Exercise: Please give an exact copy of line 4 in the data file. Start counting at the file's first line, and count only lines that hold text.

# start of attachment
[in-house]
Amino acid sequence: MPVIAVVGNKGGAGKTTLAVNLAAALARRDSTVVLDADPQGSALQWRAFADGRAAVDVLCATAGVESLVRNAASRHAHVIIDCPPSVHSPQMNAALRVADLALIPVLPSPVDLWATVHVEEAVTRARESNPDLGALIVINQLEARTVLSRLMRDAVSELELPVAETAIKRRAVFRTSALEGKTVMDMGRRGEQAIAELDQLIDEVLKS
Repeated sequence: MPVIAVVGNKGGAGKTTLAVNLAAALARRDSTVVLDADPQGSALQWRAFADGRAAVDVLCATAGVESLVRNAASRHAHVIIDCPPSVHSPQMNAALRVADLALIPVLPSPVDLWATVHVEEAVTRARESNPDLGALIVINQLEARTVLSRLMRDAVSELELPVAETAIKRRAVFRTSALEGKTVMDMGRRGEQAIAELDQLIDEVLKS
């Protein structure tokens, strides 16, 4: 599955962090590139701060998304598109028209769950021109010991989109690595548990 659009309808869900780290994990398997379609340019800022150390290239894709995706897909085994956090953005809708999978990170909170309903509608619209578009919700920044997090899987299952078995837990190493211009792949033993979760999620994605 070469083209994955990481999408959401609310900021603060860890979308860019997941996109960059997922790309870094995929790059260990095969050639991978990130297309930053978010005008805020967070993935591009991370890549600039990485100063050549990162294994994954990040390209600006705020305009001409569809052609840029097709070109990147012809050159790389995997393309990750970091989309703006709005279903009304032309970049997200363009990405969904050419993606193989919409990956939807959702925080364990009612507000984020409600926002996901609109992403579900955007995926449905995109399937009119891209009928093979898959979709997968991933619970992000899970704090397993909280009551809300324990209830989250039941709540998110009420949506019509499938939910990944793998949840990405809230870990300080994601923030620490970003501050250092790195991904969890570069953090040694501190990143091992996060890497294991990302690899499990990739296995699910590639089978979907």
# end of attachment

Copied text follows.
């Protein structure tokens, strides 16, 4: 599955962090590139701060998304598109028209769950021109010991989109690595548990 659009309808869900780290994990398997379609340019800022150390290239894709995706897909085994956090953005809708999978990170909170309903509608619209578009919700920044997090899987299952078995837990190493211009792949033993979760999620994605 070469083209994955990481999408959401609310900021603060860890979308860019997941996109960059997922790309870094995929790059260990095969050639991978990130297309930053978010005008805020967070993935591009991370890549600039990485100063050549990162294994994954990040390209600006705020305009001409569809052609840029097709070109990147012809050159790389995997393309990750970091989309703006709005279903009304032309970049997200363009990405969904050419993606193989919409990956939807959702925080364990009612507000984020409600926002996901609109992403579900955007995926449905995109399937009119891209009928093979898959979709997968991933619970992000899970704090397993909280009551809300324990209830989250039941709540998110009420949506019509499938939910990944793998949840990405809230870990300080994601923030620490970003501050250092790195991904969890570069953090040694501190990143091992996060890497294991990302690899499990990739296995699910590639089978979907």